"I do not know what has passed direct between English and French Governments, but French General Headquarters told me positively in answer to repeated enquiry that they are only sending one Territorial Division from Havre to Ostend, which they say is to start at once by sea.

"With reference to the last sentence in your message 1315, please refer to my message F272 dispatched last night at 7.30. I shall get report from officer I sent yesterday to Bruges and Antwerp directly and will wire again."

That part of my message F272 (referred to above), which bears on the subject, runs as follows:-

"French wish us to use Boulogne for 7th Division and Cavalry to disembark.... I am strongly averse to sending any troops inside the fortress (of Antwerp) even if they could be got there."

General Joffre's telegram for me of October 8th has already been quoted, and I had previously been in constant communication with him on this subject. When I dispatched telegram F272 I knew that Joffre's views accorded with my own.

That the wishes of the Allied Commanders were ignored in London is further shown by the following message received by me from the Secretary of State for War at 2.30 p.m. on October 4th:-

"I am embarking 7th Division and portion of Cavalry Division to-day, but I cannot get report from Antwerp on the military situation from which I can decide where they should be disembarked.

"My present opinion is Zeebrugge, where there are good landing facilities. Can you send Rawlinson by motor to Antwerp to take charge and study the situation before the troops arrive?"

This message was amplified by the following message which was sent later in the day:-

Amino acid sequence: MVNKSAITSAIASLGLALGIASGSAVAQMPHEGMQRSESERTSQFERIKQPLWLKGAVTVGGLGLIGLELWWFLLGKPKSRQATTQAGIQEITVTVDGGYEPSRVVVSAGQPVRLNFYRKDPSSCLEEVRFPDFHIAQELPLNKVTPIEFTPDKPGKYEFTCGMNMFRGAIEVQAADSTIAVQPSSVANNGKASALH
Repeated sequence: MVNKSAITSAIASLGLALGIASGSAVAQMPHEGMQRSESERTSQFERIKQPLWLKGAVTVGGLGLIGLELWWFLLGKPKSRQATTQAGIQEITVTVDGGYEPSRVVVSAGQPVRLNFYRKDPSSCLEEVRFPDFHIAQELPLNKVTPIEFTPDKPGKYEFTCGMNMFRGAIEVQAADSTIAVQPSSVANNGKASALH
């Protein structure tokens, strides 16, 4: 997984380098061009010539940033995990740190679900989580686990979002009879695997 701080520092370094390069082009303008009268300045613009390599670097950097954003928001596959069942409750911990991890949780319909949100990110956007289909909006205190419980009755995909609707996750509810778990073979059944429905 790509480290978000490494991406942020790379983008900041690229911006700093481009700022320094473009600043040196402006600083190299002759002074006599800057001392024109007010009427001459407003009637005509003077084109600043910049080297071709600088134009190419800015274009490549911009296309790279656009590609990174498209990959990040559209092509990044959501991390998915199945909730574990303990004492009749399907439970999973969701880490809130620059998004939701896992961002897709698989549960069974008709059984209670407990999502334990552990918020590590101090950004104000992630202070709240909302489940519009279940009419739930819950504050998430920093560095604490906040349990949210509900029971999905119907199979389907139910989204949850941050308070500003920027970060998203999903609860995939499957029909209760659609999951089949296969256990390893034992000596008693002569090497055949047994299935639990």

"I am arranging following Expeditionary Force for relief Antwerp:-

British Force:

"7th Division, under Gen. Capper, 18,000 men, 63 guns; Cavalry Division, under Gen. Byng, 4,000 men, 12 guns. To arrive at Zeebrugge October 6th and October 7th.

"Naval detachments under Gen. Alston, 8,000 men, already there; also naval and military heavy guns and detachments already sent. Headquarters Staff will be subsequently notified.

French Force:

"Territorial Division, Gen. Roy, 15,000 men, proper complement guns and two squadrons to arrive Ostend October 6th to October 9th; Fusiliers Marins Brigade under Rear-Admiral Ronarch, 8,000 men; grand total, 53,000 men. Numbers are approximately correct."

In order to summarise the situation as it was reflected in my mind at this time, I will quote two more telegrams.

Lord Kitchener wired on the early morning of the 6th:-

"Please let me have a telegraphic appreciation of the situation of the Allied Forces for information of the Government."

To which the following reply was sent:-

"Allied line extends from La Bassée, about 14 miles south-west of Lille on the left, through Arras, east of Albert, Bray-sur-Somme, west of Roye, Ribécourt, Nampcelle, Nouvron, Soissons, north of Braye-en-Laonnois, Craonnelle, Berry-au-Bac, then south of Rheims, then east to Verdun, then south to St. Mihiel, then east to Thiaucourt.

"On the extreme left is the 21st French Corps, with two Cavalry Corps operating between Carvin and Lens.

"Hard fighting north of the Oise, where strength of French Force equivalent to 12 Corps and six Cavalry Divisions. Comparative quiet on the Aisne; British forces in progress of evacuating positions and moving north of the Somme near Abbeville; move should be completed by the 20th instant.

"The German line extends from about Lille, roughly parallel to the Allies, west of Bapaume, Chaulnes, Roye, south of Noyon, thence along the hills north of the Aisne to Craonne, Brimont, Nogent-l'Abbesse, Somme Py, north-east of Verdun, where it turns south to Fresnes-en-Woevre, then to near St. Mihiel, Thiaucourt, and east of Thiaucourt.

"The strength of the Germans north of the Oise is probably 11 Corps and nine Cavalry Divisions in position. In addition to the above forces, one Brigade was detraining at Cambrai yesterday, and reserve troops are holding entrenched positions about Mons and Valenciennes, numbers variously reported from 50,000 to 70,000.